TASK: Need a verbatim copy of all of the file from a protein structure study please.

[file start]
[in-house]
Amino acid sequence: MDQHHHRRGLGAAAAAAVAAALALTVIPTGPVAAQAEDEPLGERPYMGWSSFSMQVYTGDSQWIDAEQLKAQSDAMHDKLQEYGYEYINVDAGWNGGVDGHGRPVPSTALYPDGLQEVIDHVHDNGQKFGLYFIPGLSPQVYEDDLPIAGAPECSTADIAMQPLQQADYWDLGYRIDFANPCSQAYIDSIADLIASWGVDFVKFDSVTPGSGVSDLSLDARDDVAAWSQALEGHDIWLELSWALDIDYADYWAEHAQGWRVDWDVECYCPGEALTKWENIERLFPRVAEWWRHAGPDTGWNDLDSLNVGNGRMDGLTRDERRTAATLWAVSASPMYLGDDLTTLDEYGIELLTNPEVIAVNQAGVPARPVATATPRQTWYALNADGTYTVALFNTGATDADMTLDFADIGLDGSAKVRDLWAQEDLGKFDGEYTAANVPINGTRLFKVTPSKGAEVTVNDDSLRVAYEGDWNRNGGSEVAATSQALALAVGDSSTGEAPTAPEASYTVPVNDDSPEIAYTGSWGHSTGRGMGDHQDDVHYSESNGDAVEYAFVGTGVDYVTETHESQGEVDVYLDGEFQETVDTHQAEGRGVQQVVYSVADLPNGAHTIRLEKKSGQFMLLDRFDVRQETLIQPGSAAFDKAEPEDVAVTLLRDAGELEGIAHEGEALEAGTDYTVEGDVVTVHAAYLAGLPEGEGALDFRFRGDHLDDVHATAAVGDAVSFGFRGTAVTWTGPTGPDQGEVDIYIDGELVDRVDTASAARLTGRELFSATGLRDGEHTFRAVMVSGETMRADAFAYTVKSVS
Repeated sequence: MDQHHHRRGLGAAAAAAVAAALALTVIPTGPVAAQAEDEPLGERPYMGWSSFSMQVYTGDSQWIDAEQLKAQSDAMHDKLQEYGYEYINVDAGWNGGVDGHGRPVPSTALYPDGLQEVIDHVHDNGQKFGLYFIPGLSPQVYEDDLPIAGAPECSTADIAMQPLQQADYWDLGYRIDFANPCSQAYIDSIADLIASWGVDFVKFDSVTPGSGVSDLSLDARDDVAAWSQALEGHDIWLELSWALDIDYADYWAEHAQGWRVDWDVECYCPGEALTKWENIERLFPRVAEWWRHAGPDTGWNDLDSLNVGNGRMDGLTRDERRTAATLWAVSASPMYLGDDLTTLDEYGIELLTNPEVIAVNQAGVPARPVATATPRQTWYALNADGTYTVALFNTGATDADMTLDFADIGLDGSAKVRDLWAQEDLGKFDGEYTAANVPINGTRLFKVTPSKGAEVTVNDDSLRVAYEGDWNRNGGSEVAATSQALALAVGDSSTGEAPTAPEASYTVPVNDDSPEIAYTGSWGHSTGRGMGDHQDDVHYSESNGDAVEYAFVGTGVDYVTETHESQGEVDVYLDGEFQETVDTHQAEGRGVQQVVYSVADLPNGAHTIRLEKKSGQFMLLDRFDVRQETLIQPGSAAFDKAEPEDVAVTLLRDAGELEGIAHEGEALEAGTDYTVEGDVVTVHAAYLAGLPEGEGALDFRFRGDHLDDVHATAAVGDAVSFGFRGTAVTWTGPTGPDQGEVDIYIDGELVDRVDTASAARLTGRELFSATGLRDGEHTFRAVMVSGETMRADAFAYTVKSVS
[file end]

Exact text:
[in-house]
Amino acid sequence: MDQHHHRRGLGAAAAAAVAAALALTVIPTGPVAAQAEDEPLGERPYMGWSSFSMQVYTGDSQWIDAEQLKAQSDAMHDKLQEYGYEYINVDAGWNGGVDGHGRPVPSTALYPDGLQEVIDHVHDNGQKFGLYFIPGLSPQVYEDDLPIAGAPECSTADIAMQPLQQADYWDLGYRIDFANPCSQAYIDSIADLIASWGVDFVKFDSVTPGSGVSDLSLDARDDVAAWSQALEGHDIWLELSWALDIDYADYWAEHAQGWRVDWDVECYCPGEALTKWENIERLFPRVAEWWRHAGPDTGWNDLDSLNVGNGRMDGLTRDERRTAATLWAVSASPMYLGDDLTTLDEYGIELLTNPEVIAVNQAGVPARPVATATPRQTWYALNADGTYTVALFNTGATDADMTLDFADIGLDGSAKVRDLWAQEDLGKFDGEYTAANVPINGTRLFKVTPSKGAEVTVNDDSLRVAYEGDWNRNGGSEVAATSQALALAVGDSSTGEAPTAPEASYTVPVNDDSPEIAYTGSWGHSTGRGMGDHQDDVHYSESNGDAVEYAFVGTGVDYVTETHESQGEVDVYLDGEFQETVDTHQAEGRGVQQVVYSVADLPNGAHTIRLEKKSGQFMLLDRFDVRQETLIQPGSAAFDKAEPEDVAVTLLRDAGELEGIAHEGEALEAGTDYTVEGDVVTVHAAYLAGLPEGEGALDFRFRGDHLDDVHATAAVGDAVSFGFRGTAVTWTGPTGPDQGEVDIYIDGELVDRVDTASAARLTGRELFSATGLRDGEHTFRAVMVSGETMRADAFAYTVKSVS
Repeated sequence: MDQHHHRRGLGAAAAAAVAAALALTVIPTGPVAAQAEDEPLGERPYMGWSSFSMQVYTGDSQWIDAEQLKAQSDAMHDKLQEYGYEYINVDAGWNGGVDGHGRPVPSTALYPDGLQEVIDHVHDNGQKFGLYFIPGLSPQVYEDDLPIAGAPECSTADIAMQPLQQADYWDLGYRIDFANPCSQAYIDSIADLIASWGVDFVKFDSVTPGSGVSDLSLDARDDVAAWSQALEGHDIWLELSWALDIDYADYWAEHAQGWRVDWDVECYCPGEALTKWENIERLFPRVAEWWRHAGPDTGWNDLDSLNVGNGRMDGLTRDERRTAATLWAVSASPMYLGDDLTTLDEYGIELLTNPEVIAVNQAGVPARPVATATPRQTWYALNADGTYTVALFNTGATDADMTLDFADIGLDGSAKVRDLWAQEDLGKFDGEYTAANVPINGTRLFKVTPSKGAEVTVNDDSLRVAYEGDWNRNGGSEVAATSQALALAVGDSSTGEAPTAPEASYTVPVNDDSPEIAYTGSWGHSTGRGMGDHQDDVHYSESNGDAVEYAFVGTGVDYVTETHESQGEVDVYLDGEFQETVDTHQAEGRGVQQVVYSVADLPNGAHTIRLEKKSGQFMLLDRFDVRQETLIQPGSAAFDKAEPEDVAVTLLRDAGELEGIAHEGEALEAGTDYTVEGDVVTVHAAYLAGLPEGEGALDFRFRGDHLDDVHATAAVGDAVSFGFRGTAVTWTGPTGPDQGEVDIYIDGELVDRVDTASAARLTGRELFSATGLRDGEHTFRAVMVSGETMRADAFAYTVKSVS